Brazil beats Spain in extra time to repeat as the Olympic men’s soccer champion.

By Andrew Das

It took Brazil 64 years to win its first Olympic gold medal in soccer. Five years later, it has its second.

Playing in the same stadium in Yokohama where its national team won the 2002 World Cup final, Brazil repeated as Olympic champion on Saturday by beating Spain, 2-1, in extra time.

Malcom, a 24-year-old forward who plays for the Russian club Zenit St. Petersburg, delivered the winner as a fresh-legged substitute, scoring off a long lead pass in the 108th minute.


They lead in extra time. #TokyoOlympics

The Olympic men’s tournament is an under-23 championship, an accommodation with FIFA, the sport’s global governing body, to maintain the primacy of the World Cup as the sport’s showcase event. But it remains an important barometer of a country’s ability to produce young talent.

Matheus Cunha had given Brazil the lead in first-half injury time. After controlling a ball between two Spanish defenders in the penalty area, he inexplicably found himself alone only yards in front of goalkeeper Unai Simón and slotted home a low shot.

Spain answered in the 61st minute off a crisp finish at the back post by Mikel Oyarzabal, one of a handful of young players called in to the Olympic squad only weeks after helping Spain’s senior team reach the semifinals of the European Championship.

Oyarzabal’s goal extended their long, hot summer to extra time, where Malcom and Brazil had the last word. By then, Spain’s best players may have simply run their race: Pedri, the team’s wondrously talented 18-year-old midfielder, was playing his 71st match for club and country since the start of last year’s La Liga campaign, a staggering workload that had brought complaints from his club coach, Ronald Koeman of Barcelona.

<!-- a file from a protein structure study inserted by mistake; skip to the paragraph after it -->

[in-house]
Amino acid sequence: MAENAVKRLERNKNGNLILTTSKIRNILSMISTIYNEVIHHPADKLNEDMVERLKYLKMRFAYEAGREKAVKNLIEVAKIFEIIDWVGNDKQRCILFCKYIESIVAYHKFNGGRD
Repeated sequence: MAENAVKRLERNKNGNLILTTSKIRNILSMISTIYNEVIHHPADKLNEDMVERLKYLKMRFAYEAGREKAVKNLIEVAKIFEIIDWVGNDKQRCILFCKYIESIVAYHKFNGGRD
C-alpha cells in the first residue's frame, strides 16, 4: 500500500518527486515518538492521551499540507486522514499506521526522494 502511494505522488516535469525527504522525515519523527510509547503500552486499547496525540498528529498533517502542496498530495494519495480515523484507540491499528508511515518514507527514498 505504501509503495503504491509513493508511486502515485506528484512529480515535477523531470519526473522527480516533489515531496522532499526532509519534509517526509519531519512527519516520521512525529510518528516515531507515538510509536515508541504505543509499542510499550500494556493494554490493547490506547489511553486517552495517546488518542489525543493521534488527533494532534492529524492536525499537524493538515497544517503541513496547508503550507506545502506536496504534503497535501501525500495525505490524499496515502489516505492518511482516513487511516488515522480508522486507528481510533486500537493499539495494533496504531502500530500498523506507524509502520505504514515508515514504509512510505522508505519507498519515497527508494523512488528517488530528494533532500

“It’s too much,” Koeman said. Yet go he did, despite playing a grueling, compressed league schedule and then all but one minute of Spain’s run to the European Championship semifinals.

The medal was Brazil’s seventh in the Olympic tournament, and came five years after a team led by Neymar won the country’s first gold on home soil in Rio de Janeiro.

Its victory also came on familiar ground: Brazil had defeated Germany at Yokohama International Stadium 19 years earlier, in the final of the 2002 World Cup. Ronaldo scored twice that day for Brazil.

Four years later, Brazil introduced Dani Alves, a young defender who would go on to become one of the most decorated players in soccer history. Alves’s glittering career includes league championships in Spain, Italy and France and three Champions League titles with Barcelona.

On Saturday, he added an honor that he had been missing: an Olympic gold medal.

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